In 2017, the number of deaths from suicide, drugs and alcohol in the United States hit their highest-ever recorded total, says new analysis of data from the Centers for Disease Control and Prevention.
The national rate of deaths in these categories rose 6 percent year-over-year, higher than the average increase of 4 percent in 1999, when data collection began. Deaths related to drugs, alcohol and suicide hit 46.6 deaths per 100,000 people. (h/t USA Today)
Most alarming among the numbers was the intense uptick in suicide rate, which doubled its rate increase over the previous decade to a 4 percent year-over-year difference. Deaths from suicides numbered 14.5 per 100,000 in 2017. Researchers say the numbers should provoke broader efforts to combat root causes of drug abuse, alcohol abuse and suicide.
One factor in the data: the opioid crisis. Deaths related to synthetic opioids rose 45 percent in 2017. Overall, opioid-related deaths have increased tenfold in the past five years.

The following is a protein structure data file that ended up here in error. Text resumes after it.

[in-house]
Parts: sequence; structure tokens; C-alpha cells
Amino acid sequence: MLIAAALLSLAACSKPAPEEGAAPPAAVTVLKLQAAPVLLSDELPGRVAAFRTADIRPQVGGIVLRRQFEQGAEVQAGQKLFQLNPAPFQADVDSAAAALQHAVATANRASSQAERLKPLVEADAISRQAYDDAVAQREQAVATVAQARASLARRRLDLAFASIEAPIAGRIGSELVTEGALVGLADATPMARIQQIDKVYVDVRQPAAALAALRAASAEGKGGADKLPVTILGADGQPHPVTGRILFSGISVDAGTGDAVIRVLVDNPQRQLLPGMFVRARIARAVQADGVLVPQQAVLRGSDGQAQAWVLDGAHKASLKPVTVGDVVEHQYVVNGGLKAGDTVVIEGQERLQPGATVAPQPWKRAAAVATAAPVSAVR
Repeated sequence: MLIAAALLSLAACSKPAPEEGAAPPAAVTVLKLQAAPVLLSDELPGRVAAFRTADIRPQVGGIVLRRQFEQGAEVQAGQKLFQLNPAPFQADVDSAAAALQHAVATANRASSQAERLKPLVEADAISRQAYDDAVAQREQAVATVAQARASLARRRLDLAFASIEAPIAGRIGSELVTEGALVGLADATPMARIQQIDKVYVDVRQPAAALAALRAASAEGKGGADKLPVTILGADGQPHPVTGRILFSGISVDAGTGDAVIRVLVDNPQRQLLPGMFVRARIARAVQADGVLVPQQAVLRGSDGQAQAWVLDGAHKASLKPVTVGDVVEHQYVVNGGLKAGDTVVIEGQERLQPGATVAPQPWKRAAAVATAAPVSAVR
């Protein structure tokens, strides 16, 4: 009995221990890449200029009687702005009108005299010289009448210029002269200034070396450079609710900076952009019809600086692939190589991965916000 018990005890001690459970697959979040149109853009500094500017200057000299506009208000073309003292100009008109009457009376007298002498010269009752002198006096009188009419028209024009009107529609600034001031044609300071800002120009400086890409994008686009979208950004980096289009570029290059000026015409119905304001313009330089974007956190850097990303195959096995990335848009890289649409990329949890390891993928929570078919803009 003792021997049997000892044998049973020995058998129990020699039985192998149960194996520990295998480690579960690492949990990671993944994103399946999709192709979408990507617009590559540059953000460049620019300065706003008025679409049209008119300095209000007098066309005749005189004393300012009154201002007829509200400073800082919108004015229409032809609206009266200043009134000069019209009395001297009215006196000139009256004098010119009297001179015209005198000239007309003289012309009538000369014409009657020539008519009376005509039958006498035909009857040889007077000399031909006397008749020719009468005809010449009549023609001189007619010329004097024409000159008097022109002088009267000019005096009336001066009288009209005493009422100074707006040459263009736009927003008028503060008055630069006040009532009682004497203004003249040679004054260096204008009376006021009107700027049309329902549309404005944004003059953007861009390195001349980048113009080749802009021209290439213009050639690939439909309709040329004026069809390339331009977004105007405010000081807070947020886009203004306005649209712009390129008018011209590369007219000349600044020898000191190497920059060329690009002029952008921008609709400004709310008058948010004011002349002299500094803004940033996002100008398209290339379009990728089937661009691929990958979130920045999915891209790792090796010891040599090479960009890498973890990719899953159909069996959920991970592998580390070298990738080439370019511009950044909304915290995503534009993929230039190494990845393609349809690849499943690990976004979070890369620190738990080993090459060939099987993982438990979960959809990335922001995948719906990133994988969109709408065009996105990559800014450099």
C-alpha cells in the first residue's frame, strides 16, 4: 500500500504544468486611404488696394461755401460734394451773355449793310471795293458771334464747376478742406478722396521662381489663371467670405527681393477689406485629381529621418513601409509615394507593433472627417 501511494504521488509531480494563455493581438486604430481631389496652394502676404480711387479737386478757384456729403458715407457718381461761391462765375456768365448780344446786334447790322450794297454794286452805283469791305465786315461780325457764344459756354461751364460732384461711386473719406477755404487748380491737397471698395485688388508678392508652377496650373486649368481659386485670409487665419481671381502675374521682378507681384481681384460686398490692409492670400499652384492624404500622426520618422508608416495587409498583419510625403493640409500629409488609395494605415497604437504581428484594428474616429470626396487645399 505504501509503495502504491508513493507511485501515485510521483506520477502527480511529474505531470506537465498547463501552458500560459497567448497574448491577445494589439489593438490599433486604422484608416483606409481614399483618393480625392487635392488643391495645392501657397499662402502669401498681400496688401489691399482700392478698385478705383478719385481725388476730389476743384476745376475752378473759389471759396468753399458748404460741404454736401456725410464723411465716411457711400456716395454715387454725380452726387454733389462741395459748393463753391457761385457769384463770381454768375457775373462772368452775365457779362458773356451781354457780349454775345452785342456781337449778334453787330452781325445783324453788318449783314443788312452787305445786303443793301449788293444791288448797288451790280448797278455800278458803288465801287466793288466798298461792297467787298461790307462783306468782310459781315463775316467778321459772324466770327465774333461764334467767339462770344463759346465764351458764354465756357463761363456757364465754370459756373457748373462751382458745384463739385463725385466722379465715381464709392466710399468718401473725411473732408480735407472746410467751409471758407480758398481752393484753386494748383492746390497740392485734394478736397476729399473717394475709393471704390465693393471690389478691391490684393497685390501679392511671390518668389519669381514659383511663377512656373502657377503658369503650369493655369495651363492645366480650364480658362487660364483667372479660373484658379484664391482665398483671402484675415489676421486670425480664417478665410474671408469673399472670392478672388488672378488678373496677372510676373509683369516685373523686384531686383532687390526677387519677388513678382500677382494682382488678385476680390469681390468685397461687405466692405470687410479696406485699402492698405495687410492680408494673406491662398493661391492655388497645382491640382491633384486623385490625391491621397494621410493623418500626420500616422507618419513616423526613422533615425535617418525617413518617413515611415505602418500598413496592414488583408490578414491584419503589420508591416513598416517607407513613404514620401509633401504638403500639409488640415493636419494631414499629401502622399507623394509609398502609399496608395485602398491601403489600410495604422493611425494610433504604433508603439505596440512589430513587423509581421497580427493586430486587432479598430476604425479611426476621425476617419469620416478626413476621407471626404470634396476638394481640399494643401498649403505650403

When it comes to suicide, some experts say the loneliness epidemic brought on by technological and societal factors is leading to increased feelings of hopelessness. People don’t feel like anyone understands them, knows them well, or that they have anyone to reach out to if they think they need help.
If you or someone you know is thinking about suicide, there are people you can speak to right now. The National Suicide Prevention Lifeline is open around the clock at 1-800-273-8255.
For more information on how you can receive help for depression and dealing with suicidal thoughts, check out organizations like To Write Love on Her Arms, Suicide.org and Hopeline.com. You’re not alone. There are people waiting to help.